“Yes, Arron supported my party. Because I am a politician and I am running Basotho National Party. They supported me for 2012 elections. Yeah.”

When asked if he meant financial support, he said: “Financial support, t-shirts, marketing. And also my policy conference, he supported my policy conference.”

Mr Maseribane claimed the emails discussing Mr Banks’s mining licence were not connected to the payments and denied he was involved with the issuing of the licence.

He said: “I just wanted to know how far his application was, like, you know. It’s normal. To ask how far you are..? I am aware because I am a friend of Arron, but I am not his partner.”

He told the reporter: “Arron was part of the family. He’s a friend, he was a friend to me. Please man, can you respect my friendship with Arron?!”

Asked if Mr Banks was paying him to lobby for a prospecting contract, he said: “No, I do not think that was the motive.”

Channel 4 News has now established Banks’s former business partner, Chris Kimber, has told South African police he was the middle man on cash payments involving the Minister’s daughter.

“I thought nothing of these payments until I was asked to pay an amount in excess of R500,000,” he said.

The Sebapala mine

Channel 4 News travelled to Banks’ Sebapala Mine in Quting, Southern Lesotho.

It’s a small operation, employing just 18 people. Workers on the site said they are paid approximately ZAR 2000 (about £100 a month) and the local community suffers from extreme poverty. Many have no access to basic utilities like electricity.

According to some employees of Mr Banks, they have never heard of diamonds being recovered from the mine in the three years since it has been operational. And now they have been told the site will close in August 2018.

Meanwhile, the woman who owns the land where the mine is situated told Channel 4 News that Mr Banks has paid her no money to mine her land. Instead, he compensates her for that work with 13 sacks of maize meal a year.

She is separately employed and paid by Mr Banks as a general worker at the mine.

But the Lesotho Minister of Mines, Hon Keketso Sello, said the deal constituted a “daylight robbery” and did not amount to fair compensation.

Despite the state of the Lesotho diamond mine, Mr Banks has made a number of claims about it.

For instance, in September 2017 an article appeared in the pro-UKIP “Economic Voice”,  which claimed that a “significant find” had been made at his Sebapala mine.

“THIS IS AN IMPORTANT DISCOVERY,” the article said. “The diamonds found have been identified as the same quality and price per carat as ‘Letseng’ diamonds ($2,000 per carat).”

In a statement given to the publication, Mr Banks claimed: “This is another important development for Lesotho’s future economic growth, spearheading the revival of the kingdom’s diamond industry.

“We are confident the mine will generate important royalties for the economy, which we will continue to distribute through our ongoing program of philanthropy in Lesotho via www.lovesavestheday.org.uk.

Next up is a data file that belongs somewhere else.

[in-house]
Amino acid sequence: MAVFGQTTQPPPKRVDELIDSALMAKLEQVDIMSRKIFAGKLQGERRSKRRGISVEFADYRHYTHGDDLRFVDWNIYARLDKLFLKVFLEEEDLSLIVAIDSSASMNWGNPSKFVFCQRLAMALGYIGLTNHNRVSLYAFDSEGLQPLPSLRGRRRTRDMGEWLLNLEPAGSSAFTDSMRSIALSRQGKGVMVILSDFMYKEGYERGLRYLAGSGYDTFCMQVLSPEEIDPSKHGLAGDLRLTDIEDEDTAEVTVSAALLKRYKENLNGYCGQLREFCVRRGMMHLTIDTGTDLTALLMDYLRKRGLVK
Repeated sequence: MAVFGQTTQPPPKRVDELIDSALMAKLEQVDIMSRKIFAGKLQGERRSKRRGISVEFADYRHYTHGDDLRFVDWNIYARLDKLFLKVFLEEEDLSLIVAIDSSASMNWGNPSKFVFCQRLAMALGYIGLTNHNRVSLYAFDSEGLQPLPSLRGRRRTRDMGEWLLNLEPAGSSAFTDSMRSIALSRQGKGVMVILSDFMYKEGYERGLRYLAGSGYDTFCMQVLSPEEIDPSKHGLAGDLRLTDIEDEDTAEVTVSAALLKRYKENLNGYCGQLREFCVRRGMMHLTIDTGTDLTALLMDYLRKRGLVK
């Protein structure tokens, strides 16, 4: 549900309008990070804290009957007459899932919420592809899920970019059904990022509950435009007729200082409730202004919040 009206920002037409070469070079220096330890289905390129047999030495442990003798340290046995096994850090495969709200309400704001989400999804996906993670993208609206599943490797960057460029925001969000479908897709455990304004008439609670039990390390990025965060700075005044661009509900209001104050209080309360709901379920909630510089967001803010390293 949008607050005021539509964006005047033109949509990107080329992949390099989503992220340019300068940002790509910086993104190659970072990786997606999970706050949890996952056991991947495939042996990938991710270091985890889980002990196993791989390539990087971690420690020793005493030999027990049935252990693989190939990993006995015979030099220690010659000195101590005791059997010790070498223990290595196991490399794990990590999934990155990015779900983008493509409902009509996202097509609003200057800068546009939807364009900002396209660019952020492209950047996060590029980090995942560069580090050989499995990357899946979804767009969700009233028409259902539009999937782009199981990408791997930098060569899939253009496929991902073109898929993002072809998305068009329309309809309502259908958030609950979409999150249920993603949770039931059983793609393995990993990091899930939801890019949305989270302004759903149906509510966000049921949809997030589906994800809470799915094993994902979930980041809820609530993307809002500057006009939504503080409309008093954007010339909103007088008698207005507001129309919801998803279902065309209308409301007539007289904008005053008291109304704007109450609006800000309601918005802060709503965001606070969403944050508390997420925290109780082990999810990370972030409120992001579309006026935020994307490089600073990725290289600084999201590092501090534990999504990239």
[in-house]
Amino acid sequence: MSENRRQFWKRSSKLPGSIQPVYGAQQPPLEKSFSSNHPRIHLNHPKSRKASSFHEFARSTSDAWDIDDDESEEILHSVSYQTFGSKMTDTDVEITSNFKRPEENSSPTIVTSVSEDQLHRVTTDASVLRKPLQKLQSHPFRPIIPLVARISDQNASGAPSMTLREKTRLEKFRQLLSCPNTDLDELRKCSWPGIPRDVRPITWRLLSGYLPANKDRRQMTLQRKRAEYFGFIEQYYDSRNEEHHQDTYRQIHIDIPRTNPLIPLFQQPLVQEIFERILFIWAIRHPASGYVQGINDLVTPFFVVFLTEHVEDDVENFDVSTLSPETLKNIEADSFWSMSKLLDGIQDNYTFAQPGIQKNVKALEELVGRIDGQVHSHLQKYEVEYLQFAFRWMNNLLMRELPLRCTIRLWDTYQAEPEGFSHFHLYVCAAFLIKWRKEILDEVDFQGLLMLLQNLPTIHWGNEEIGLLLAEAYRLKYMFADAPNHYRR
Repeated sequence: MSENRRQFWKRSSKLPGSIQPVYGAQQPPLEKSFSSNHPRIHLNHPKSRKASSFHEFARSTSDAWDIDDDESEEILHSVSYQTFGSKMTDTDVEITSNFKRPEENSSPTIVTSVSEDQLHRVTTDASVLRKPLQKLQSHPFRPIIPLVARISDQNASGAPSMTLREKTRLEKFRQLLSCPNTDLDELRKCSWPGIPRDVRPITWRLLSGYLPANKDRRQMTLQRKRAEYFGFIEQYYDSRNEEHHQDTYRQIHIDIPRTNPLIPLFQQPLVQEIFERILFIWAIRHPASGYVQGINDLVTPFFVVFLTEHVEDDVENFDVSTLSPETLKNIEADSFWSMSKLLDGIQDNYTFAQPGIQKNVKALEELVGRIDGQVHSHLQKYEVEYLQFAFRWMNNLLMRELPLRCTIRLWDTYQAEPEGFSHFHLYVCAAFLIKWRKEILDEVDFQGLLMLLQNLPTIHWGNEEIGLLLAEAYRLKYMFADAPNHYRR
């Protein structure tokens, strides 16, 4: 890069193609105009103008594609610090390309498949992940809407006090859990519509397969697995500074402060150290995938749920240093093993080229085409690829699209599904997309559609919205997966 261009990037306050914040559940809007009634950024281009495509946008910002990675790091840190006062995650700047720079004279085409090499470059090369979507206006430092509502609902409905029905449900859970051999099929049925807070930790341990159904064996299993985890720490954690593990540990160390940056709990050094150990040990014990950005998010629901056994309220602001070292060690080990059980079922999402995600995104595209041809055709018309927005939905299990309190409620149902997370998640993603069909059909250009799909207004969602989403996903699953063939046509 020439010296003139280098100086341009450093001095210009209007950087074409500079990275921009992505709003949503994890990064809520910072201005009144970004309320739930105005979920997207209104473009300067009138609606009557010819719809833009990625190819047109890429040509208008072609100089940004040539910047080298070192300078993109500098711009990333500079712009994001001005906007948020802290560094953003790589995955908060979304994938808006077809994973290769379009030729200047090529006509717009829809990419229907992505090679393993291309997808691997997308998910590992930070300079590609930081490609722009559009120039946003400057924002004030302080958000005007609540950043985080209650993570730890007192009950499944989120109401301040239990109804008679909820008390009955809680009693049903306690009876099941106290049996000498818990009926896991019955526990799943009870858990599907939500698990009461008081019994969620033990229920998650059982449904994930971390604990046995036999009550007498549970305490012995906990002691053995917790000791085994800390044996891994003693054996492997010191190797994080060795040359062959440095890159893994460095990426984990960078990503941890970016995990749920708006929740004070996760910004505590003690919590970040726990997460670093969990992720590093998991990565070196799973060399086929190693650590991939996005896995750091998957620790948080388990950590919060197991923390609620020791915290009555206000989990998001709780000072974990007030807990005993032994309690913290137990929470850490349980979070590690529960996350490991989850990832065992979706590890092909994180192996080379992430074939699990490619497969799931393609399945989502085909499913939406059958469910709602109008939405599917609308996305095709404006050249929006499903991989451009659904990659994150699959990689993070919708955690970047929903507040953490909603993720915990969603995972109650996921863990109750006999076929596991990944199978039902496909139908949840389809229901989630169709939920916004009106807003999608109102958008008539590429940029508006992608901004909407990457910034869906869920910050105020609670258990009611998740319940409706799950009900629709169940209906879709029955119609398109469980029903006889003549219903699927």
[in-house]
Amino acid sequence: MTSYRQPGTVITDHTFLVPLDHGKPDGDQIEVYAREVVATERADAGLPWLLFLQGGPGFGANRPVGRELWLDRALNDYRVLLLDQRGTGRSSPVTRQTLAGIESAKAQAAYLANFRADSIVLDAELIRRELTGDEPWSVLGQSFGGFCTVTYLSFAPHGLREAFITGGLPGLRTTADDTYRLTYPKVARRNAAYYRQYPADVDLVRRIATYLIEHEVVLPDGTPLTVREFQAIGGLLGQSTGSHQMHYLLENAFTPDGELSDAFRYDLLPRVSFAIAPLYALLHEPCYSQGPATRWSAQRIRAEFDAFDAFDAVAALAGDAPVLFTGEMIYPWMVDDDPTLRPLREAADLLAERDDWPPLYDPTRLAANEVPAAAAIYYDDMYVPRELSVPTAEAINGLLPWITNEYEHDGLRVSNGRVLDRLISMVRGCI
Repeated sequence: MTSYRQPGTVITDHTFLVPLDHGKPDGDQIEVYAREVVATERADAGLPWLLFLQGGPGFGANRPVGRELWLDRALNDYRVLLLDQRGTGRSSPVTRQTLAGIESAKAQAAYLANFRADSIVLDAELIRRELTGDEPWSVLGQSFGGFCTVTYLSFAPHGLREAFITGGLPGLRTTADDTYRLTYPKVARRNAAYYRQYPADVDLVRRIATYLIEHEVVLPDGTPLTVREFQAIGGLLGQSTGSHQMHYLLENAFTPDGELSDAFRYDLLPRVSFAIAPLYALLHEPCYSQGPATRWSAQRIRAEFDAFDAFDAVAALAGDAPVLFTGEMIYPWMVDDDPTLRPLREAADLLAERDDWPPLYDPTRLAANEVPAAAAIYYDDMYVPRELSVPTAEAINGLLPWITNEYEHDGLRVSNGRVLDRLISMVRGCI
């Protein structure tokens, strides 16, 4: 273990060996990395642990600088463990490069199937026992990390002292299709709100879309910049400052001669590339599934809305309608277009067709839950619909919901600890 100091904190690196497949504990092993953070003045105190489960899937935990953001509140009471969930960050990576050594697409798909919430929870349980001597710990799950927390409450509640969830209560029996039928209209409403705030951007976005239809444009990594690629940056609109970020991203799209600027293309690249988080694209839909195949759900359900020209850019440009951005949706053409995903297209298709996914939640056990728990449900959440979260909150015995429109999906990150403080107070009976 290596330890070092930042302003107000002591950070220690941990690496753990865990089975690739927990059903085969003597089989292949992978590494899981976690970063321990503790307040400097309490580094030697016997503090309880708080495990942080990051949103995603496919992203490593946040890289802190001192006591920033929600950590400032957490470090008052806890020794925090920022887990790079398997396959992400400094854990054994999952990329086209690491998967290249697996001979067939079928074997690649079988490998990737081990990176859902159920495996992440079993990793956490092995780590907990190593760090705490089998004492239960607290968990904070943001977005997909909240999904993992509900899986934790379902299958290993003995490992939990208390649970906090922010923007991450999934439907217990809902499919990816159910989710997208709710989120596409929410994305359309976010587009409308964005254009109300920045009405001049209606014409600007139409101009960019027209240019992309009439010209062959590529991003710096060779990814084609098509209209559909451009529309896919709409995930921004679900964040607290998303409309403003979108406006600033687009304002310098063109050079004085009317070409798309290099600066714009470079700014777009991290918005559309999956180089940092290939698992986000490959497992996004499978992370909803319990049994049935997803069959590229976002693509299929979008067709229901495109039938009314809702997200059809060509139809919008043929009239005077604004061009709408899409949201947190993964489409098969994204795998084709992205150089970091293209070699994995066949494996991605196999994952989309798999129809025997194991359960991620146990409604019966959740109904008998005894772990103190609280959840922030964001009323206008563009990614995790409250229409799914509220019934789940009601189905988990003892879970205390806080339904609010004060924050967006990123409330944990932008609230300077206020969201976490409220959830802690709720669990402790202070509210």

“The area around the latest find has already produced some of the world’s most beautiful and clear stones, and judging by our initial exploration I am confident it won’t be too long before we find similar large diamonds.

“Our aim now is to invest heavily in the future development of the mine and ultimately the Lesotho economy.”

But, contrary to his statement that he intends to “invest heavily in the future development of the mine”, the workers say they’ve been told that operations at the Sebapala mine will cease in August 2018.

So what about the “significant find” in Mr Banks’ Lesotho mine?

The gems are currently being held by the Ministry of Mining in Lesotho, and were tracked down by Channel 4 News.

Reaching into a small safe, the Commissioner of Mines, revealed just five small stones. He said they amounted to a total of 12 carats and were valued at less than $3,000.

Asked about Mr Banks’ claims in the Economic Voice, the Commissioner said: “That is a pure lie… the stones are small… for the quality of diamonds you would normally expect for a find in Lesotho I wouldn’t call it significant.”

Arron Banks told Channel 4 News: “Our mining activities in Lesotho were restricted to one licence where we have undertaken exploration work rather than full scale mining, we have made a small number of high quality alluvial diamond finds and we continue to assess the viability of mining in Lesotho. The purpose of an exploration licence is to establish whether diamonds are present in the area and then for alluvial traps.

“We absolutely refute the allegation that payments made to Mr Masirebane were made for granting of any licences. We have made four such applications for licences in Lesotho all of which are outstanding, two years after the original applications, for the very reason we would not prepared to make such payments.

“We met Mr Thesele Masirebane, who was the minister for Women and equalities , who promoted a number of charitable projects in Lesotho including Women’s empowerment and a group called the Lesotho Federation of Lady Business women.

“We financed a project to create a co-operative chicken farm in Lesotho and a number of micro projects that would employ women in their own cooperative businesses. The funds went directly to the Women’s group and not via the BNP or Mr Masirebane.

“I also donated £100,000 to “Sentbale”, to a charity formed jointly by the King and Prince Harry to help AIDS orphans in the country.

“We donated under R2M [£107,0000] to help “Thesele Masirebane” and his work in Lesotho and were pleased to do so, given his commitment to women’s empowerment and poverty issues in the Kingdom, far from hiding this association we attended a rally in Maseru where we were publicly thanked in front of the crowd. This was reported in “the Times” at the time. We are proud of the work we did in Lesotho!…”